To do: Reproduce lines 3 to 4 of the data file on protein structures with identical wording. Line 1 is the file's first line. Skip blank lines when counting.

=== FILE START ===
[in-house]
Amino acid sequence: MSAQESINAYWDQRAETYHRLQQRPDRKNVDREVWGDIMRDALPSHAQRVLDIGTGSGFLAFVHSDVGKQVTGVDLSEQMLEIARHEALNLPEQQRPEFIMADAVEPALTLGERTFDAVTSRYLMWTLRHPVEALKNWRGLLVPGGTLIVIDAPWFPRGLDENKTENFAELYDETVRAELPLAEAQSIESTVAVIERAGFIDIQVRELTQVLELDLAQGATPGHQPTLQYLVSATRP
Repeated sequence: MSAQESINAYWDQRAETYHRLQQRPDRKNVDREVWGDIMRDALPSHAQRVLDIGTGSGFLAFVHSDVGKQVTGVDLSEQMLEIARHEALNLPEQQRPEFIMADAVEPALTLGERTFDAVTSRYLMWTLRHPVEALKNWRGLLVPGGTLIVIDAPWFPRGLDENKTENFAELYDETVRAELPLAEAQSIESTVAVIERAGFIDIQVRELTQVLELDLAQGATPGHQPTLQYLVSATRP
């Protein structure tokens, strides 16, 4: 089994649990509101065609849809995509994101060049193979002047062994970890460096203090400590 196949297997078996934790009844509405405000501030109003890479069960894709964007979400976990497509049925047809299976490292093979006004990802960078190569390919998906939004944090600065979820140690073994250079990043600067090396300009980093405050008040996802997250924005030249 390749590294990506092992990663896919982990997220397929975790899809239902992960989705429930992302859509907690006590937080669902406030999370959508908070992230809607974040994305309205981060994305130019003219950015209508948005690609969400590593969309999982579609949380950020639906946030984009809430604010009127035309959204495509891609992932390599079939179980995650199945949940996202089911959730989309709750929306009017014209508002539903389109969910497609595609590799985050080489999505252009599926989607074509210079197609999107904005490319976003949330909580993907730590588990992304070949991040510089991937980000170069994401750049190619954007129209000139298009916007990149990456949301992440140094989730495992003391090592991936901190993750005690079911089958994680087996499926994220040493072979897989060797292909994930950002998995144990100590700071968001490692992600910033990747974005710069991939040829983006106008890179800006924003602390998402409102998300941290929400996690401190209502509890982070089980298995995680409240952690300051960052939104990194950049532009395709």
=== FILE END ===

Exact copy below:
Repeated sequence: MSAQESINAYWDQRAETYHRLQQRPDRKNVDREVWGDIMRDALPSHAQRVLDIGTGSGFLAFVHSDVGKQVTGVDLSEQMLEIARHEALNLPEQQRPEFIMADAVEPALTLGERTFDAVTSRYLMWTLRHPVEALKNWRGLLVPGGTLIVIDAPWFPRGLDENKTENFAELYDETVRAELPLAEAQSIESTVAVIERAGFIDIQVRELTQVLELDLAQGATPGHQPTLQYLVSATRP
């Protein structure tokens, strides 16, 4: 089994649990509101065609849809995509994101060049193979002047062994970890460096203090400590 196949297997078996934790009844509405405000501030109003890479069960894709964007979400976990497509049925047809299976490292093979006004990802960078190569390919998906939004944090600065979820140690073994250079990043600067090396300009980093405050008040996802997250924005030249 390749590294990506092992990663896919982990997220397929975790899809239902992960989705429930992302859509907690006590937080669902406030999370959508908070992230809607974040994305309205981060994305130019003219950015209508948005690609969400590593969309999982579609949380950020639906946030984009809430604010009127035309959204495509891609992932390599079939179980995650199945949940996202089911959730989309709750929306009017014209508002539903389109969910497609595609590799985050080489999505252009599926989607074509210079197609999107904005490319976003949330909580993907730590588990992304070949991040510089991937980000170069994401750049190619954007129209000139298009916007990149990456949301992440140094989730495992003391090592991936901190993750005690079911089958994680087996499926994220040493072979897989060797292909994930950002998995144990100590700071968001490692992600910033990747974005710069991939040829983006106008890179800006924003602390998402409102998300941290929400996690401190209502509890982070089980298995995680409240952690300051960052939104990194950049532009395709």